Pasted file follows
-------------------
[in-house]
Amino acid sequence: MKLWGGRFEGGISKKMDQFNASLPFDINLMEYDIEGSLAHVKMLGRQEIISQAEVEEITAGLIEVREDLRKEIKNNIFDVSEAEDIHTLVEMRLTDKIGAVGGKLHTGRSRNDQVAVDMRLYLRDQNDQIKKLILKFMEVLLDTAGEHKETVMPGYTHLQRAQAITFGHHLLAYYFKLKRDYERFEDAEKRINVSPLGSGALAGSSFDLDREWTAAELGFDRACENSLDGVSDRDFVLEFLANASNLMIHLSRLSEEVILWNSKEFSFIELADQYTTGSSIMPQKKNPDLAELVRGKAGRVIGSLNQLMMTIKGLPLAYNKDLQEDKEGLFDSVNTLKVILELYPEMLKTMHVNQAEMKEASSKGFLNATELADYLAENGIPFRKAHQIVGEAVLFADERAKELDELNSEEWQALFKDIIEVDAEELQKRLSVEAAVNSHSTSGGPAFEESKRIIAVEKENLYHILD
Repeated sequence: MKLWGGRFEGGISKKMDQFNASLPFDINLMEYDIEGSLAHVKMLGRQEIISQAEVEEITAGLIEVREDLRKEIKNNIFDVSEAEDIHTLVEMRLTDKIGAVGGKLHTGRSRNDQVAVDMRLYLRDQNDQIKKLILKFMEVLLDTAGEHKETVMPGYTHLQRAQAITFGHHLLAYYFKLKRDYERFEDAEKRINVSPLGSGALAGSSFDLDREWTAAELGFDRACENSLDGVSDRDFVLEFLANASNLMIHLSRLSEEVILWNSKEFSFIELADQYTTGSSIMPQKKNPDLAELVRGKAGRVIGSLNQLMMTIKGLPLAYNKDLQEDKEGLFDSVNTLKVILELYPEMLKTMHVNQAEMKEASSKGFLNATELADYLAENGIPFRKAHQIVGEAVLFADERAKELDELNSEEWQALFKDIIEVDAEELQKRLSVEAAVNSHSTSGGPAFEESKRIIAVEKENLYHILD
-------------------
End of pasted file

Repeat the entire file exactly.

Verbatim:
[in-house]
Amino acid sequence: MKLWGGRFEGGISKKMDQFNASLPFDINLMEYDIEGSLAHVKMLGRQEIISQAEVEEITAGLIEVREDLRKEIKNNIFDVSEAEDIHTLVEMRLTDKIGAVGGKLHTGRSRNDQVAVDMRLYLRDQNDQIKKLILKFMEVLLDTAGEHKETVMPGYTHLQRAQAITFGHHLLAYYFKLKRDYERFEDAEKRINVSPLGSGALAGSSFDLDREWTAAELGFDRACENSLDGVSDRDFVLEFLANASNLMIHLSRLSEEVILWNSKEFSFIELADQYTTGSSIMPQKKNPDLAELVRGKAGRVIGSLNQLMMTIKGLPLAYNKDLQEDKEGLFDSVNTLKVILELYPEMLKTMHVNQAEMKEASSKGFLNATELADYLAENGIPFRKAHQIVGEAVLFADERAKELDELNSEEWQALFKDIIEVDAEELQKRLSVEAAVNSHSTSGGPAFEESKRIIAVEKENLYHILD
Repeated sequence: MKLWGGRFEGGISKKMDQFNASLPFDINLMEYDIEGSLAHVKMLGRQEIISQAEVEEITAGLIEVREDLRKEIKNNIFDVSEAEDIHTLVEMRLTDKIGAVGGKLHTGRSRNDQVAVDMRLYLRDQNDQIKKLILKFMEVLLDTAGEHKETVMPGYTHLQRAQAITFGHHLLAYYFKLKRDYERFEDAEKRINVSPLGSGALAGSSFDLDREWTAAELGFDRACENSLDGVSDRDFVLEFLANASNLMIHLSRLSEEVILWNSKEFSFIELADQYTTGSSIMPQKKNPDLAELVRGKAGRVIGSLNQLMMTIKGLPLAYNKDLQEDKEGLFDSVNTLKVILELYPEMLKTMHVNQAEMKEASSKGFLNATELADYLAENGIPFRKAHQIVGEAVLFADERAKELDELNSEEWQALFKDIIEVDAEELQKRLSVEAAVNSHSTSGGPAFEESKRIIAVEKENLYHILD